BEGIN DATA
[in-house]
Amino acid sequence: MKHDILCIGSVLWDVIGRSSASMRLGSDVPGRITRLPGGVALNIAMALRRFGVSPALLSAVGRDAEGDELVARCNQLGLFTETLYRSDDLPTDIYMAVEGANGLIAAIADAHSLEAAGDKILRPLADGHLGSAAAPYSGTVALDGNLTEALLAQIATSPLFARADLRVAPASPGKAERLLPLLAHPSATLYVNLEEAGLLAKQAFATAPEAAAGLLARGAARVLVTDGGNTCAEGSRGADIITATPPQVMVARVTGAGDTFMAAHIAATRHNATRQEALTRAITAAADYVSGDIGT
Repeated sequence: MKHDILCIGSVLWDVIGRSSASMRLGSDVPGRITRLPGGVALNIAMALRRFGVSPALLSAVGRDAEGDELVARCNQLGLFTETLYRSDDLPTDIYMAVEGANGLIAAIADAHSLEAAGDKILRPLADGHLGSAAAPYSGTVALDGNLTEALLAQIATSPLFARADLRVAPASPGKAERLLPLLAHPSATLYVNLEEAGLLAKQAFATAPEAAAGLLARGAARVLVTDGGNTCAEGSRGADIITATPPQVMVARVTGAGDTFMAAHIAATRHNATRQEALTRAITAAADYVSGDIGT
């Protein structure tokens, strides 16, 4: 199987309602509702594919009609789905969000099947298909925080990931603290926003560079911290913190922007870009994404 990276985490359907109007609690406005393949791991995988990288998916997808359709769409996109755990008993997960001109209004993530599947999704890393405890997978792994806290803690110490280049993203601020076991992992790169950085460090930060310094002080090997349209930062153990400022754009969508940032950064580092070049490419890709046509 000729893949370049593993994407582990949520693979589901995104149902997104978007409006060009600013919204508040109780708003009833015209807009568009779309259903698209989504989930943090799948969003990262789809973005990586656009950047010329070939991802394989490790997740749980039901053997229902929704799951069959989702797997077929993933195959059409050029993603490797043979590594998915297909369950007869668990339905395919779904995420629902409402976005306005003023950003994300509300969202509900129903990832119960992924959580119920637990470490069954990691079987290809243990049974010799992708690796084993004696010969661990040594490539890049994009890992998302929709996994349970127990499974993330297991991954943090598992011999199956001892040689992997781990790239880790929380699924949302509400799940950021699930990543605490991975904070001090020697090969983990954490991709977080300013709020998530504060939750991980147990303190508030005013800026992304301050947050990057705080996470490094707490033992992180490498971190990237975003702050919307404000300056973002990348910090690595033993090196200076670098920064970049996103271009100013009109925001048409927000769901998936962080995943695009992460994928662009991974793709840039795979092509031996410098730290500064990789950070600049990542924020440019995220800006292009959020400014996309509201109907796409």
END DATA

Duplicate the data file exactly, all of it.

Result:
[in-house]
Amino acid sequence: MKHDILCIGSVLWDVIGRSSASMRLGSDVPGRITRLPGGVALNIAMALRRFGVSPALLSAVGRDAEGDELVARCNQLGLFTETLYRSDDLPTDIYMAVEGANGLIAAIADAHSLEAAGDKILRPLADGHLGSAAAPYSGTVALDGNLTEALLAQIATSPLFARADLRVAPASPGKAERLLPLLAHPSATLYVNLEEAGLLAKQAFATAPEAAAGLLARGAARVLVTDGGNTCAEGSRGADIITATPPQVMVARVTGAGDTFMAAHIAATRHNATRQEALTRAITAAADYVSGDIGT
Repeated sequence: MKHDILCIGSVLWDVIGRSSASMRLGSDVPGRITRLPGGVALNIAMALRRFGVSPALLSAVGRDAEGDELVARCNQLGLFTETLYRSDDLPTDIYMAVEGANGLIAAIADAHSLEAAGDKILRPLADGHLGSAAAPYSGTVALDGNLTEALLAQIATSPLFARADLRVAPASPGKAERLLPLLAHPSATLYVNLEEAGLLAKQAFATAPEAAAGLLARGAARVLVTDGGNTCAEGSRGADIITATPPQVMVARVTGAGDTFMAAHIAATRHNATRQEALTRAITAAADYVSGDIGT
């Protein structure tokens, strides 16, 4: 199987309602509702594919009609789905969000099947298909925080990931603290926003560079911290913190922007870009994404 990276985490359907109007609690406005393949791991995988990288998916997808359709769409996109755990008993997960001109209004993530599947999704890393405890997978792994806290803690110490280049993203601020076991992992790169950085460090930060310094002080090997349209930062153990400022754009969508940032950064580092070049490419890709046509 000729893949370049593993994407582990949520693979589901995104149902997104978007409006060009600013919204508040109780708003009833015209807009568009779309259903698209989504989930943090799948969003990262789809973005990586656009950047010329070939991802394989490790997740749980039901053997229902929704799951069959989702797997077929993933195959059409050029993603490797043979590594998915297909369950007869668990339905395919779904995420629902409402976005306005003023950003994300509300969202509900129903990832119960992924959580119920637990470490069954990691079987290809243990049974010799992708690796084993004696010969661990040594490539890049994009890992998302929709996994349970127990499974993330297991991954943090598992011999199956001892040689992997781990790239880790929380699924949302509400799940950021699930990543605490991975904070001090020697090969983990954490991709977080300013709020998530504060939750991980147990303190508030005013800026992304301050947050990057705080996470490094707490033992992180490498971190990237975003702050919307404000300056973002990348910090690595033993090196200076670098920064970049996103271009100013009109925001048409927000769901998936962080995943695009992460994928662009991974793709840039795979092509031996410098730290500064990789950070600049990542924020440019995220800006292009959020400014996309509201109907796409």